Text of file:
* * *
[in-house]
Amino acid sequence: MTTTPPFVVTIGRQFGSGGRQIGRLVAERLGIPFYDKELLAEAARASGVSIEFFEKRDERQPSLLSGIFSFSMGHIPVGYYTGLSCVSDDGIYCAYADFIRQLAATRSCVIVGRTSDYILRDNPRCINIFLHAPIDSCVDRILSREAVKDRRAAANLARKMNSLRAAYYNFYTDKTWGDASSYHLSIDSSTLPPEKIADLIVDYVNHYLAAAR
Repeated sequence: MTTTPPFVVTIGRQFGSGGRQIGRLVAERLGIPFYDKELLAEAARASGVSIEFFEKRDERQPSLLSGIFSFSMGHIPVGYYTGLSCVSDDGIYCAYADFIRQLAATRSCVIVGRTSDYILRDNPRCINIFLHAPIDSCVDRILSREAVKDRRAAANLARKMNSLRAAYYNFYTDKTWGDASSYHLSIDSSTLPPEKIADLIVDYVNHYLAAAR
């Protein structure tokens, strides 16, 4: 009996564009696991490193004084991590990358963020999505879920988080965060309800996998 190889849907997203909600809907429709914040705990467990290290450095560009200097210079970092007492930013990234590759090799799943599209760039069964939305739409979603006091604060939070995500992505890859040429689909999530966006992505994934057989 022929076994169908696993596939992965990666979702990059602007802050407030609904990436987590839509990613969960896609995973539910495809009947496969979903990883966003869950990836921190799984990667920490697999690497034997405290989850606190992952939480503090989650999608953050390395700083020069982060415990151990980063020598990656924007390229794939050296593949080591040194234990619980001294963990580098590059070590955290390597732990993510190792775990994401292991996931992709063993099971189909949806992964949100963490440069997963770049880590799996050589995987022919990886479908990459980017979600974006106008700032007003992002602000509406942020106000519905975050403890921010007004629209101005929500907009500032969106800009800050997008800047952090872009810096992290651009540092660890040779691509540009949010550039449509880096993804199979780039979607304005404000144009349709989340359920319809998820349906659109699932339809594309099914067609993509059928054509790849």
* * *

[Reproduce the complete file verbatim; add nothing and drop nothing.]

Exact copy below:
[in-house]
Amino acid sequence: MTTTPPFVVTIGRQFGSGGRQIGRLVAERLGIPFYDKELLAEAARASGVSIEFFEKRDERQPSLLSGIFSFSMGHIPVGYYTGLSCVSDDGIYCAYADFIRQLAATRSCVIVGRTSDYILRDNPRCINIFLHAPIDSCVDRILSREAVKDRRAAANLARKMNSLRAAYYNFYTDKTWGDASSYHLSIDSSTLPPEKIADLIVDYVNHYLAAAR
Repeated sequence: MTTTPPFVVTIGRQFGSGGRQIGRLVAERLGIPFYDKELLAEAARASGVSIEFFEKRDERQPSLLSGIFSFSMGHIPVGYYTGLSCVSDDGIYCAYADFIRQLAATRSCVIVGRTSDYILRDNPRCINIFLHAPIDSCVDRILSREAVKDRRAAANLARKMNSLRAAYYNFYTDKTWGDASSYHLSIDSSTLPPEKIADLIVDYVNHYLAAAR
């Protein structure tokens, strides 16, 4: 009996564009696991490193004084991590990358963020999505879920988080965060309800996998 190889849907997203909600809907429709914040705990467990290290450095560009200097210079970092007492930013990234590759090799799943599209760039069964939305739409979603006091604060939070995500992505890859040429689909999530966006992505994934057989 022929076994169908696993596939992965990666979702990059602007802050407030609904990436987590839509990613969960896609995973539910495809009947496969979903990883966003869950990836921190799984990667920490697999690497034997405290989850606190992952939480503090989650999608953050390395700083020069982060415990151990980063020598990656924007390229794939050296593949080591040194234990619980001294963990580098590059070590955290390597732990993510190792775990994401292991996931992709063993099971189909949806992964949100963490440069997963770049880590799996050589995987022919990886479908990459980017979600974006106008700032007003992002602000509406942020106000519905975050403890921010007004629209101005929500907009500032969106800009800050997008800047952090872009810096992290651009540092660890040779691509540009949010550039449509880096993804199979780039979607304005404000144009349709989340359920319809998820349906659109699932339809594309099914067609993509059928054509790849």